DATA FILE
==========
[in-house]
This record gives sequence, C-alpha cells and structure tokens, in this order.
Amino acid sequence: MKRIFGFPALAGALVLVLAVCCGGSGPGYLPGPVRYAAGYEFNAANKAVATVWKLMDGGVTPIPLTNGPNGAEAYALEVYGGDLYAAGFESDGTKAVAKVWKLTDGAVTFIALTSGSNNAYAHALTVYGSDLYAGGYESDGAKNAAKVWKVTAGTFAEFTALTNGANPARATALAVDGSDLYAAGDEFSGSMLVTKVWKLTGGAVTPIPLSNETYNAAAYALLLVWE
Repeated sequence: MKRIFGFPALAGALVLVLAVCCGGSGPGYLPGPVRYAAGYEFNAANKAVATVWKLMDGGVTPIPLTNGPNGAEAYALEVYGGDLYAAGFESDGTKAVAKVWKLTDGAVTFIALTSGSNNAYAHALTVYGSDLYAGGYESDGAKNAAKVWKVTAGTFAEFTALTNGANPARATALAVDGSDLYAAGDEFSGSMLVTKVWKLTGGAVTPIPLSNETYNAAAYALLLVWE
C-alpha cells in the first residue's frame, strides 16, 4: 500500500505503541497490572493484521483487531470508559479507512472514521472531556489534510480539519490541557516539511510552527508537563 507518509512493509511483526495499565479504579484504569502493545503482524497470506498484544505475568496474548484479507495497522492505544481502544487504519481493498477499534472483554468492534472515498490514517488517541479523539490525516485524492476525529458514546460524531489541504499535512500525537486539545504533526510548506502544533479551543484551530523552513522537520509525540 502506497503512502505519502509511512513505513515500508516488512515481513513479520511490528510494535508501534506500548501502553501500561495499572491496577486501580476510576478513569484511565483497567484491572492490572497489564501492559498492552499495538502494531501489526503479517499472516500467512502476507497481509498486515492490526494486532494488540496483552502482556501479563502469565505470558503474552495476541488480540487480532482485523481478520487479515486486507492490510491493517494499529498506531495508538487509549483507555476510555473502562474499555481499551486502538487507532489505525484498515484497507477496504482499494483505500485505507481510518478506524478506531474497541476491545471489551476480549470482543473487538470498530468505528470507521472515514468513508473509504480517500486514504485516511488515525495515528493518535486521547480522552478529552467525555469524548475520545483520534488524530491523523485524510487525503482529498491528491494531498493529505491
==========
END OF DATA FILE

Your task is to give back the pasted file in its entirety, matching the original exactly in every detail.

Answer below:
[in-house]
This record gives sequence, C-alpha cells and structure tokens, in this order.
Amino acid sequence: MKRIFGFPALAGALVLVLAVCCGGSGPGYLPGPVRYAAGYEFNAANKAVATVWKLMDGGVTPIPLTNGPNGAEAYALEVYGGDLYAAGFESDGTKAVAKVWKLTDGAVTFIALTSGSNNAYAHALTVYGSDLYAGGYESDGAKNAAKVWKVTAGTFAEFTALTNGANPARATALAVDGSDLYAAGDEFSGSMLVTKVWKLTGGAVTPIPLSNETYNAAAYALLLVWE
Repeated sequence: MKRIFGFPALAGALVLVLAVCCGGSGPGYLPGPVRYAAGYEFNAANKAVATVWKLMDGGVTPIPLTNGPNGAEAYALEVYGGDLYAAGFESDGTKAVAKVWKLTDGAVTFIALTSGSNNAYAHALTVYGSDLYAGGYESDGAKNAAKVWKVTAGTFAEFTALTNGANPARATALAVDGSDLYAAGDEFSGSMLVTKVWKLTGGAVTPIPLSNETYNAAAYALLLVWE
C-alpha cells in the first residue's frame, strides 16, 4: 500500500505503541497490572493484521483487531470508559479507512472514521472531556489534510480539519490541557516539511510552527508537563 507518509512493509511483526495499565479504579484504569502493545503482524497470506498484544505475568496474548484479507495497522492505544481502544487504519481493498477499534472483554468492534472515498490514517488517541479523539490525516485524492476525529458514546460524531489541504499535512500525537486539545504533526510548506502544533479551543484551530523552513522537520509525540 502506497503512502505519502509511512513505513515500508516488512515481513513479520511490528510494535508501534506500548501502553501500561495499572491496577486501580476510576478513569484511565483497567484491572492490572497489564501492559498492552499495538502494531501489526503479517499472516500467512502476507497481509498486515492490526494486532494488540496483552502482556501479563502469565505470558503474552495476541488480540487480532482485523481478520487479515486486507492490510491493517494499529498506531495508538487509549483507555476510555473502562474499555481499551486502538487507532489505525484498515484497507477496504482499494483505500485505507481510518478506524478506531474497541476491545471489551476480549470482543473487538470498530468505528470507521472515514468513508473509504480517500486514504485516511488515525495515528493518535486521547480522552478529552467525555469524548475520545483520534488524530491523523485524510487525503482529498491528491494531498493529505491